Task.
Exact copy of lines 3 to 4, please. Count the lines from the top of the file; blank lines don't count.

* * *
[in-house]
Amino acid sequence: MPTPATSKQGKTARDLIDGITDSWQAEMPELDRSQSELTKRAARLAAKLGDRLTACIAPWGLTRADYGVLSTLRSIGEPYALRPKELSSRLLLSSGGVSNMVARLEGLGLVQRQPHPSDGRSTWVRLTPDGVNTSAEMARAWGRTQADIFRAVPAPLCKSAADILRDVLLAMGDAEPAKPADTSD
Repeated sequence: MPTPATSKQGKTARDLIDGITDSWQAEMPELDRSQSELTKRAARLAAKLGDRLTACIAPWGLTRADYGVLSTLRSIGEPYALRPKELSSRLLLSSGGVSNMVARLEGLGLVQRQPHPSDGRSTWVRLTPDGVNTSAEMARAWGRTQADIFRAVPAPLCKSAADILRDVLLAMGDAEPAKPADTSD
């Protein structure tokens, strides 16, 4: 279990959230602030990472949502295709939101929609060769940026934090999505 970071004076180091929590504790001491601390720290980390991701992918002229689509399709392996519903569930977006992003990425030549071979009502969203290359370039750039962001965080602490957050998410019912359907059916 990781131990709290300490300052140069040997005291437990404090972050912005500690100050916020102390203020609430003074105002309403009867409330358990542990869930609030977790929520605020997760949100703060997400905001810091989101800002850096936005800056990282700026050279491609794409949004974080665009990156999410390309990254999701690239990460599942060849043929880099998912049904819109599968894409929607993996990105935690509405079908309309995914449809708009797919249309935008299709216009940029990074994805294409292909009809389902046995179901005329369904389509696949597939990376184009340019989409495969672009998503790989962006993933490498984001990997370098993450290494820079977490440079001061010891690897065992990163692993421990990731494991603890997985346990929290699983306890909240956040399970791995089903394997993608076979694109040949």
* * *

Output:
Repeated sequence: MPTPATSKQGKTARDLIDGITDSWQAEMPELDRSQSELTKRAARLAAKLGDRLTACIAPWGLTRADYGVLSTLRSIGEPYALRPKELSSRLLLSSGGVSNMVARLEGLGLVQRQPHPSDGRSTWVRLTPDGVNTSAEMARAWGRTQADIFRAVPAPLCKSAADILRDVLLAMGDAEPAKPADTSD
């Protein structure tokens, strides 16, 4: 279990959230602030990472949502295709939101929609060769940026934090999505 970071004076180091929590504790001491601390720290980390991701992918002229689509399709392996519903569930977006992003990425030549071979009502969203290359370039750039962001965080602490957050998410019912359907059916 990781131990709290300490300052140069040997005291437990404090972050912005500690100050916020102390203020609430003074105002309403009867409330358990542990869930609030977790929520605020997760949100703060997400905001810091989101800002850096936005800056990282700026050279491609794409949004974080665009990156999410390309990254999701690239990460599942060849043929880099998912049904819109599968894409929607993996990105935690509405079908309309995914449809708009797919249309935008299709216009940029990074994805294409292909009809389902046995179901005329369904389509696949597939990376184009340019989409495969672009998503790989962006993933490498984001990997370098993450290494820079977490440079001061010891690897065992990163692993421990990731494991603890997985346990929290699983306890909240956040399970791995089903394997993608076979694109040949």